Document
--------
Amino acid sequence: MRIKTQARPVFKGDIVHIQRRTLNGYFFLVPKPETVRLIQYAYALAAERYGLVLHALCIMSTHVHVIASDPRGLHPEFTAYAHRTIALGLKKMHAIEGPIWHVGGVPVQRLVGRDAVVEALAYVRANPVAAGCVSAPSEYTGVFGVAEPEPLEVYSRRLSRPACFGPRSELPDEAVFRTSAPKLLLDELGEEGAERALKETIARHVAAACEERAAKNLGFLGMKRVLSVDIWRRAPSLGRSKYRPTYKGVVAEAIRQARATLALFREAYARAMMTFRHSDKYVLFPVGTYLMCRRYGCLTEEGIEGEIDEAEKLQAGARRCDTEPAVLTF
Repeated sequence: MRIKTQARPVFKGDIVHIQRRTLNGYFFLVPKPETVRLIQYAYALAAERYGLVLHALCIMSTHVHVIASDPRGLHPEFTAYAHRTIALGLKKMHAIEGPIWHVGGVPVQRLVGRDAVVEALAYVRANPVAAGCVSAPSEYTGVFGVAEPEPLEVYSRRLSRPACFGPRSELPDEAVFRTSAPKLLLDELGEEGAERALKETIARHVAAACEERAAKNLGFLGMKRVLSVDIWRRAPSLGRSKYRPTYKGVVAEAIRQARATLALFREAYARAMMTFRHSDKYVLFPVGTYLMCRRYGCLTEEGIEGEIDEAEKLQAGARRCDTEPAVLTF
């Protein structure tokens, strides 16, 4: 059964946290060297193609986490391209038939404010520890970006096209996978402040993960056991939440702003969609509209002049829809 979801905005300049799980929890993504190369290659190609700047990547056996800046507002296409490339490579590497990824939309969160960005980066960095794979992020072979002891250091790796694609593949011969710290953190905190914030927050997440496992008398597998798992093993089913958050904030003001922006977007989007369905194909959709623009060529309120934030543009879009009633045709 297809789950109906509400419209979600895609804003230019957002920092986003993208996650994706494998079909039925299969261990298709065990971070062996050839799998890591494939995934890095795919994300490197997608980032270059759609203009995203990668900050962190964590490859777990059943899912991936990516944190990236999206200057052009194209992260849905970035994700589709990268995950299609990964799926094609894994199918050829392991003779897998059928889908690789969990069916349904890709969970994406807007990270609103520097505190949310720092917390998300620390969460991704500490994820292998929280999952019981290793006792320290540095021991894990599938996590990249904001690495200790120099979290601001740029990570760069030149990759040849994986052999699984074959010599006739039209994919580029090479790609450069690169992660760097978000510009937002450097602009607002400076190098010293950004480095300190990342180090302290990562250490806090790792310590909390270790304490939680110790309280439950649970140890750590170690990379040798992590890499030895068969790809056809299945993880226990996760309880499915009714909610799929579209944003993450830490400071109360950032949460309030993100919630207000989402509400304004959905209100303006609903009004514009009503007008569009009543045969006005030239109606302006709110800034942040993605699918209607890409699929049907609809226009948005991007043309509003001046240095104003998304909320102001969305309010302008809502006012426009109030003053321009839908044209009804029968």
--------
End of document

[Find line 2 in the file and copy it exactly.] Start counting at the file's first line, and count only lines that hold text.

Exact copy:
Repeated sequence: MRIKTQARPVFKGDIVHIQRRTLNGYFFLVPKPETVRLIQYAYALAAERYGLVLHALCIMSTHVHVIASDPRGLHPEFTAYAHRTIALGLKKMHAIEGPIWHVGGVPVQRLVGRDAVVEALAYVRANPVAAGCVSAPSEYTGVFGVAEPEPLEVYSRRLSRPACFGPRSELPDEAVFRTSAPKLLLDELGEEGAERALKETIARHVAAACEERAAKNLGFLGMKRVLSVDIWRRAPSLGRSKYRPTYKGVVAEAIRQARATLALFREAYARAMMTFRHSDKYVLFPVGTYLMCRRYGCLTEEGIEGEIDEAEKLQAGARRCDTEPAVLTF